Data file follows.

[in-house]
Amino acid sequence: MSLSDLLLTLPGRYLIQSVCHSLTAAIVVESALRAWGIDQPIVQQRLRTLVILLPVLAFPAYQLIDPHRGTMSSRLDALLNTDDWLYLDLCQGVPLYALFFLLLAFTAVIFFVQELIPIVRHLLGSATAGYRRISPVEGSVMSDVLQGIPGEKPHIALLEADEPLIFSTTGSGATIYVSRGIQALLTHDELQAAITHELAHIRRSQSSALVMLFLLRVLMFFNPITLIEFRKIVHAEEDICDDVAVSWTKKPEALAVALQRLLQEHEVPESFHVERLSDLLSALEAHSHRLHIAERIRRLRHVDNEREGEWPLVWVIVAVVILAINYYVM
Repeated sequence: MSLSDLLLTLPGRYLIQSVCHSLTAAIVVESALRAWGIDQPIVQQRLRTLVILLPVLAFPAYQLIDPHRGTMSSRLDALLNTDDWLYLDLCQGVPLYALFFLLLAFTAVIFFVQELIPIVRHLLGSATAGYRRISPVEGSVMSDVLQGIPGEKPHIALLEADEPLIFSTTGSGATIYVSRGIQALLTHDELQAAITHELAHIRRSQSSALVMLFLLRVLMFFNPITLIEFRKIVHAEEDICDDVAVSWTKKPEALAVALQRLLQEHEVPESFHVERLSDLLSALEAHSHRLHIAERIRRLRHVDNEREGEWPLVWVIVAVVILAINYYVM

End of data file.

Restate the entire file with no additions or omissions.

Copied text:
[in-house]
Amino acid sequence: MSLSDLLLTLPGRYLIQSVCHSLTAAIVVESALRAWGIDQPIVQQRLRTLVILLPVLAFPAYQLIDPHRGTMSSRLDALLNTDDWLYLDLCQGVPLYALFFLLLAFTAVIFFVQELIPIVRHLLGSATAGYRRISPVEGSVMSDVLQGIPGEKPHIALLEADEPLIFSTTGSGATIYVSRGIQALLTHDELQAAITHELAHIRRSQSSALVMLFLLRVLMFFNPITLIEFRKIVHAEEDICDDVAVSWTKKPEALAVALQRLLQEHEVPESFHVERLSDLLSALEAHSHRLHIAERIRRLRHVDNEREGEWPLVWVIVAVVILAINYYVM
Repeated sequence: MSLSDLLLTLPGRYLIQSVCHSLTAAIVVESALRAWGIDQPIVQQRLRTLVILLPVLAFPAYQLIDPHRGTMSSRLDALLNTDDWLYLDLCQGVPLYALFFLLLAFTAVIFFVQELIPIVRHLLGSATAGYRRISPVEGSVMSDVLQGIPGEKPHIALLEADEPLIFSTTGSGATIYVSRGIQALLTHDELQAAITHELAHIRRSQSSALVMLFLLRVLMFFNPITLIEFRKIVHAEEDICDDVAVSWTKKPEALAVALQRLLQEHEVPESFHVERLSDLLSALEAHSHRLHIAERIRRLRHVDNEREGEWPLVWVIVAVVILAINYYVM